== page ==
[Tweeters] NOT 4 Black-footed Albatross at Neah Bay on 4/25/16

Sharon Cormier-Aagaard scormieraa001 at hotmail.com
Mon May 9 16:14:13 PDT 2016

Hi Tweets,

After returning from Neah Bay in late April of this year, I sent a brief Tweeters note to highlight the birds that others might want to know about, especially since many birders would be going there right after us. Within a couple days after I sent my Tweeters note, I got an email from Ryan Merrill, eBird reviewer, asking for more information about the 4 Black-footed Albatross sighting I had reported in my 4/25/16 eBird list. After several email conversations back and forth between me, Ryan and my sisters, and us removing the 4 Black-footed Albatross from our eBird list, here is the final email I received from Ryan (I asked and he said it would be okay to copy and share this with you). We so appreciate Ryan for patiently and kindly sharing his time, experience and knowledge in such a teachable way with us, and hope you'll find what he's written as helpful as we have:

Thanks a lot for all the detailed replies. I've been thinking a lot
about it. Short answer is that I think your description of the birds
and their behavior eliminates any species of albatross from being a
possibility. I'm not sure what that leaves us with, other than an
intriguing mystery?!

I really don't think it's physically
possible for Black-footed Albatrosses to fly as high as you describe
without it being incredibly windy. They're just too heavy without
having the wing surface area to be capable of such flight. On days that
are relatively calm you really don't see them more than about ten feet
above the water. Despite seeing thousands of albatross in a wide
variety of conditions including some quite windy days, I've only seen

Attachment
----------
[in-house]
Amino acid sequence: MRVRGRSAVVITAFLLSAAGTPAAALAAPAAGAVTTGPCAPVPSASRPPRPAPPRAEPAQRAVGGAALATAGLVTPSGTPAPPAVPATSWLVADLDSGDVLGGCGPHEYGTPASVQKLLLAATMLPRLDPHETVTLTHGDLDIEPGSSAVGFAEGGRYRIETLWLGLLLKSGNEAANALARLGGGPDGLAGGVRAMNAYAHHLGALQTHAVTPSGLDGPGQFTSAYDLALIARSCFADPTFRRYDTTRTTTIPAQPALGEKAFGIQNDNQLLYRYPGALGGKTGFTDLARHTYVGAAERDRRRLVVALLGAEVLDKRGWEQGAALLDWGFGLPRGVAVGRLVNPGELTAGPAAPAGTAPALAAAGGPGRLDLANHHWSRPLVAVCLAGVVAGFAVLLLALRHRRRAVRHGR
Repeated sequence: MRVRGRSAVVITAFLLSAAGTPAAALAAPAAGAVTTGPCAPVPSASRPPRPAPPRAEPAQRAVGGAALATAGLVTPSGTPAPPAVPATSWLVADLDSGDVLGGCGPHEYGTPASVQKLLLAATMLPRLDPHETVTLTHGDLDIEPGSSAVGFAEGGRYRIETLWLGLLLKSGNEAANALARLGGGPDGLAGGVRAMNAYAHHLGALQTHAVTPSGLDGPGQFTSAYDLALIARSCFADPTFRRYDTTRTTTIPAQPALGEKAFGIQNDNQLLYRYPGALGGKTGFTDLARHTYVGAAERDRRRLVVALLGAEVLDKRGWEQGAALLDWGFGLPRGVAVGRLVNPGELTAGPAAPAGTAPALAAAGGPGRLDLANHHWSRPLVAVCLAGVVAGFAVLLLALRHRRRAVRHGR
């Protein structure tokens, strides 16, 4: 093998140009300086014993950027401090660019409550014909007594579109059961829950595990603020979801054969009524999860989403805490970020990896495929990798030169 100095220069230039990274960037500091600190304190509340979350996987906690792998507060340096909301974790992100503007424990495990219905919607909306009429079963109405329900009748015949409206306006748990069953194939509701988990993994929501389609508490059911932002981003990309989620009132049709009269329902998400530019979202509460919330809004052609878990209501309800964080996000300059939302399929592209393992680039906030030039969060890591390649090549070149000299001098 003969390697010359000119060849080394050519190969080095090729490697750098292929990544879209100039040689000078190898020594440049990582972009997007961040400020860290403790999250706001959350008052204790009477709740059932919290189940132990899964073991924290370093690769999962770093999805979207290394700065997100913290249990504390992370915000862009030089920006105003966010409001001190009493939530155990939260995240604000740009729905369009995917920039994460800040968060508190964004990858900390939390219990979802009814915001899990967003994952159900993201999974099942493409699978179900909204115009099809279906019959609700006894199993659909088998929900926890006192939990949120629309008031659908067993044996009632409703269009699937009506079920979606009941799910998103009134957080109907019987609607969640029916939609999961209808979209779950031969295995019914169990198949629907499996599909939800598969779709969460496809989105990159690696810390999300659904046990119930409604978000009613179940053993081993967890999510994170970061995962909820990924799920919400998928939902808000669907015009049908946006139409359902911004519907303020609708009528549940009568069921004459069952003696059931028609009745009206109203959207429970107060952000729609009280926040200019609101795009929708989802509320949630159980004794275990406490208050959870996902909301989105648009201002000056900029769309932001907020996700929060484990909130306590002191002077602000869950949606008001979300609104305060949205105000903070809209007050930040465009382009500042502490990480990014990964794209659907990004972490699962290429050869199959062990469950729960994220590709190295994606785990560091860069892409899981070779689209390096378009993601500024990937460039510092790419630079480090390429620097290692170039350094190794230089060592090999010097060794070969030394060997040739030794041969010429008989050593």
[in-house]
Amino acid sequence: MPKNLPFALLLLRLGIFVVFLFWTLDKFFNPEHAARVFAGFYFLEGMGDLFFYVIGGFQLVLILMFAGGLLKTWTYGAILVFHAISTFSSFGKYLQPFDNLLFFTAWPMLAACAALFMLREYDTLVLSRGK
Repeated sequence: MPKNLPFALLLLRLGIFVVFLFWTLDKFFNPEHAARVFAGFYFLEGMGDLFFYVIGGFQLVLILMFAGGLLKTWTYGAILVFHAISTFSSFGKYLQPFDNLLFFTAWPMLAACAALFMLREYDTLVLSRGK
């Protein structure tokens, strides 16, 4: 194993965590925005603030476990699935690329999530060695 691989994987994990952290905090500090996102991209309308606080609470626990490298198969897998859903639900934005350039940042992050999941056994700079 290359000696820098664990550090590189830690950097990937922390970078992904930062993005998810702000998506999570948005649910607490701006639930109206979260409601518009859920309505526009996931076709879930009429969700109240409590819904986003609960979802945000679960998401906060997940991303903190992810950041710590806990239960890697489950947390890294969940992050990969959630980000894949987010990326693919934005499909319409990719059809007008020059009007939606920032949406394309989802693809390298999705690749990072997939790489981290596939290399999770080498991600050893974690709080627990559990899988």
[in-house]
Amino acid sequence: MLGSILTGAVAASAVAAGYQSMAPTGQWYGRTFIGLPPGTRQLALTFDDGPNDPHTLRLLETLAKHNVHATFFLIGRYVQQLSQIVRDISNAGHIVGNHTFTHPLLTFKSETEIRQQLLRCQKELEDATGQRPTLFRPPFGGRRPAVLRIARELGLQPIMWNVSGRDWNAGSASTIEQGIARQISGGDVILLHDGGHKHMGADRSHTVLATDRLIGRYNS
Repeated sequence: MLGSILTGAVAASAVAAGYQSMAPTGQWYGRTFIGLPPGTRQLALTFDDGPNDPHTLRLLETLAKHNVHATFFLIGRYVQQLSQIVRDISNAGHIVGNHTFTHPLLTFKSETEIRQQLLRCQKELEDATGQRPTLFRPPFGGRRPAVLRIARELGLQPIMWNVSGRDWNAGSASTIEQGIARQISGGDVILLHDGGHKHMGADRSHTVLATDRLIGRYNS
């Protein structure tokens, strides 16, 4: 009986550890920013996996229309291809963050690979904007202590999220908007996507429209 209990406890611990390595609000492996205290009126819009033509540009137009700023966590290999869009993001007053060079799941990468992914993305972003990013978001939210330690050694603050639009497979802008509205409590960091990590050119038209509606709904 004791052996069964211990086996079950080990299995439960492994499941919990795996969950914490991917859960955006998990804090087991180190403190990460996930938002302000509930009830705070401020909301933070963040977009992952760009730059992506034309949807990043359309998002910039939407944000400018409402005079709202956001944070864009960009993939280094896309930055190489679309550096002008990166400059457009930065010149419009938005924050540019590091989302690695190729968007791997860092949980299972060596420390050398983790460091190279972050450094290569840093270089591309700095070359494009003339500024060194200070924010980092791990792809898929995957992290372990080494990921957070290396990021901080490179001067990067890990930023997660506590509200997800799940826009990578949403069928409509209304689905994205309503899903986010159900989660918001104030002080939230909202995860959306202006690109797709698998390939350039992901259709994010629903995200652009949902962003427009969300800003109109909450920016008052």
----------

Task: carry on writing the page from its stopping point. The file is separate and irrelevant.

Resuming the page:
them more than maybe 30 feet off the water a few times and distinctly
remember the couple times I've seen them 60+ feet off the water - it was
blowing 35-45 knots and the seas were 20+ feet! When they get up that
high they're also at the peak of their arc, so don't remain at that
height but rather drop back to the water and then launch up again. I
found this video interesting. It demonstrates dynamic flight with some
Wandering Albatrosses. Black-footeds fly the same way, though are much
smaller overall.


possibilities? Well, really none that are likely, but a Sulid of some
sort (Brown Booby or Northern Gannet) could possibly come close and
would be more believable than an albatross, even though any species
would be very rare in in the Pacific Northwest. It sounds like you
considered and ruled out pelicans. Jaegers shouldn't seem that
long-winged or large. Cormorants will fly like you're describing
sometimes and is a bird that's in the area. They can be seen very
strange if taken out of context, though they only sort of match the
birds you're describing, don't have extremely long wings, and I wouldn't
think you'd get the impression of them being as large as they seemed?
Just in case, here's a picture of soaring cormorants:


than a mystery bird I'm not really sure? I did check with Brad
Waggoner and Charlie Wright for their thoughts in case I was overlooking
something but they didn't have any better ideas. Sounds like a fun
sighting even if a bit frustrating.

Happy Trails,
Sharon Aagaard
Bellevue WA
scormieraa001 at hotmail.com

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